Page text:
Oil prices have slipped due to a lack of crude demand as several US refineries in the Gulf coast continue to remain closed after the impact of Hurricane Harvey and growing concern over Hurricane Irma, which is currently advancing towards the Caribbean and Florida coast.
Brent crude futures dropped 19 cents to $53.19 a barrel, while the US West Texas Intermediate (WTI) crude futures were trading 8 cents lower at $48.58, reported Reuters.
Refineries forming 20% of the country’s daily refining capacity are still closed, although the majority are in the process of resuming operations.
Analysts said that it can take weeks for normalisation of US petroleum industry, which may again be affected as Irma is anticipated to hit Florida.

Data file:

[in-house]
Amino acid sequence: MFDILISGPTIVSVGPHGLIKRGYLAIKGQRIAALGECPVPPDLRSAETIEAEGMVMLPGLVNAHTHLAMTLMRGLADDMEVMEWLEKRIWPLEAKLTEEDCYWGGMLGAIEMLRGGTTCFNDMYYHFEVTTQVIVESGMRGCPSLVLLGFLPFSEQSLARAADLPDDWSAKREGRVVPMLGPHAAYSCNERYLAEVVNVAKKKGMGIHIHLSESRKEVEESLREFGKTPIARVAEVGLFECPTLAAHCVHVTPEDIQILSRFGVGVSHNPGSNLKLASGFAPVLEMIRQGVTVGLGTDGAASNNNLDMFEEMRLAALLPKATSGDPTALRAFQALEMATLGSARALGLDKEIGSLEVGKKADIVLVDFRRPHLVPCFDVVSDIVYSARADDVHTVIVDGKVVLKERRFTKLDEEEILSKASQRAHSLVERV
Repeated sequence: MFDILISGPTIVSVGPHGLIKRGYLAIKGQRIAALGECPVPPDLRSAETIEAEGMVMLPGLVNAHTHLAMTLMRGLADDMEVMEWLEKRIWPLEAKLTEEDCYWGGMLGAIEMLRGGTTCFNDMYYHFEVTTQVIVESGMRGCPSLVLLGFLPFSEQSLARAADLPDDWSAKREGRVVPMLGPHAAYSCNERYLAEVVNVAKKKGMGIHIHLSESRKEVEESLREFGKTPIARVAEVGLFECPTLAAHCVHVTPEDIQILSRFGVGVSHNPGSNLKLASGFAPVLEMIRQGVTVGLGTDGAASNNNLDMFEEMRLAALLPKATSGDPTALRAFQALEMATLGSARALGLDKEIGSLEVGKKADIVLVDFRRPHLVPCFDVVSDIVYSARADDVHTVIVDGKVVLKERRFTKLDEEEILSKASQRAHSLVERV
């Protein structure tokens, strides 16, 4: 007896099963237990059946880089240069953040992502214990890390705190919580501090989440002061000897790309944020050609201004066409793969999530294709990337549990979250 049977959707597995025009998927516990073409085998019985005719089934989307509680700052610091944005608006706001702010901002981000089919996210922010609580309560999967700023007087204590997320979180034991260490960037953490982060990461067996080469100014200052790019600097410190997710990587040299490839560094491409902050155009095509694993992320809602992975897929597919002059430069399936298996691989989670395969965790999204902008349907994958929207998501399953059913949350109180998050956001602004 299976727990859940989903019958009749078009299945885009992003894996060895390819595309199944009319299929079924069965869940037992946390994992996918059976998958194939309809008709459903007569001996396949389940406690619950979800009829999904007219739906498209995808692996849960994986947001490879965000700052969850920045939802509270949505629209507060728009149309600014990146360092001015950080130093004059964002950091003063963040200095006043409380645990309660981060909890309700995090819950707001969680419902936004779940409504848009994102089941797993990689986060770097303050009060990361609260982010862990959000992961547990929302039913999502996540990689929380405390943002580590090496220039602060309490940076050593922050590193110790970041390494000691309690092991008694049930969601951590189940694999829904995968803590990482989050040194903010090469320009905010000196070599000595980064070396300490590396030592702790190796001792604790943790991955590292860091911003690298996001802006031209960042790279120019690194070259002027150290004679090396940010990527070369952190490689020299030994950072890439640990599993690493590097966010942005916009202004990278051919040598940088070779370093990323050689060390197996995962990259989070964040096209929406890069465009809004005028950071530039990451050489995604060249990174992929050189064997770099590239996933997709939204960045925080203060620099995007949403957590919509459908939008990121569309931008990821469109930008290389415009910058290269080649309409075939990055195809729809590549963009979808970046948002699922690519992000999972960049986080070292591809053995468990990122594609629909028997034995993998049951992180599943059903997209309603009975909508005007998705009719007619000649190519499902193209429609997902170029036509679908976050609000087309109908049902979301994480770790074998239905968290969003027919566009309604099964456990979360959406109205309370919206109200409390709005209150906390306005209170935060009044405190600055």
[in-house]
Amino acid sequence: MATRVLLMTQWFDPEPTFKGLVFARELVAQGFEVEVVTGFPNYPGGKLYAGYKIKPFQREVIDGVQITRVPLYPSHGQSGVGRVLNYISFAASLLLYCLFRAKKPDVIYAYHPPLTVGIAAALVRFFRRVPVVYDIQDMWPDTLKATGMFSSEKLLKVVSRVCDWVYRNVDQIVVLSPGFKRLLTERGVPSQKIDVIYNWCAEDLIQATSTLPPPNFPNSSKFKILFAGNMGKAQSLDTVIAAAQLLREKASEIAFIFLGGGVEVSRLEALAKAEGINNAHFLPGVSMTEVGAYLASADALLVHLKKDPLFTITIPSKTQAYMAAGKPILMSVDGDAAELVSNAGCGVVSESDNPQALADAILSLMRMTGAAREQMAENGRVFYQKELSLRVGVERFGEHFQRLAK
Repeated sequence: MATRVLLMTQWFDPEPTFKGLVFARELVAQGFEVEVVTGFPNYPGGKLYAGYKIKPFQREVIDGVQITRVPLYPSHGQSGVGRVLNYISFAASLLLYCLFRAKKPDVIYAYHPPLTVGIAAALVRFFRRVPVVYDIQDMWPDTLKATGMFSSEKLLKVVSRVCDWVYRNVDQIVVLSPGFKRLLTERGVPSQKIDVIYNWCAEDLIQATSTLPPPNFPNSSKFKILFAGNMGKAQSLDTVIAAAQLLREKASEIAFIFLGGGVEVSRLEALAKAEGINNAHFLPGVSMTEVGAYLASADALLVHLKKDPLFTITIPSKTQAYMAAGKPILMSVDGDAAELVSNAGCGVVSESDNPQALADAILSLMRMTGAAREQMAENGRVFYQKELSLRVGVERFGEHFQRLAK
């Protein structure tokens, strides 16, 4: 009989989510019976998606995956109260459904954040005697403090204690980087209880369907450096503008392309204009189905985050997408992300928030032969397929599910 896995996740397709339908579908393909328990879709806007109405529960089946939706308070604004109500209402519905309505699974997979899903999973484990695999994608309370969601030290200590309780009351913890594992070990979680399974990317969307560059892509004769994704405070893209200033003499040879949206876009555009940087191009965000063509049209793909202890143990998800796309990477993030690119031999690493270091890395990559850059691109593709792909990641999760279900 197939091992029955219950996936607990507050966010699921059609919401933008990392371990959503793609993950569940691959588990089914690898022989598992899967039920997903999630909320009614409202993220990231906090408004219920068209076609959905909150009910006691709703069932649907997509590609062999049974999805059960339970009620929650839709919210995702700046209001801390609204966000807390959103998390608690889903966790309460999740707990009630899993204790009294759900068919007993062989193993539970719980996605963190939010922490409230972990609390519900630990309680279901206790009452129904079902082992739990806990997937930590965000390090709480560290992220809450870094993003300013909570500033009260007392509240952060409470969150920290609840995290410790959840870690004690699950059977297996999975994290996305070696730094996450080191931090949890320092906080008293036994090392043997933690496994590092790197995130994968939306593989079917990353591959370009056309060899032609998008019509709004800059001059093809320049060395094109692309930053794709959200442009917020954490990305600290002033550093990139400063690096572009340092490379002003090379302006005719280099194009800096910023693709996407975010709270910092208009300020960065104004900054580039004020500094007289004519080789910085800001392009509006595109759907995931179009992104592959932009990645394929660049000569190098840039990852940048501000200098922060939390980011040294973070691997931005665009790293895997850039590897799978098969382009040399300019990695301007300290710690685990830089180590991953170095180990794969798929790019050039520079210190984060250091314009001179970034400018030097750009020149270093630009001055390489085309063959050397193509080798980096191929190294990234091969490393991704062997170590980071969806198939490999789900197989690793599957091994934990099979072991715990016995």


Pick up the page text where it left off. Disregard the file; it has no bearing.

ANZ bank was quoted by the news agency as saying: “With another hurricane threatening to hit the US coast, traders still remain cautious.”
The US National Hurricane Center (NHC) said that Irma is a category five hurricane, with maximum sustained winds estimated to be nearly 295km/h.
In the long-term, the oil market is expected to remain oversupplied due to high production from Russia, the Middle East, and North America.
Russian Energy Minister Alexander Novak said that Brent crude will be within the range of $45 to $55 a barrel next year.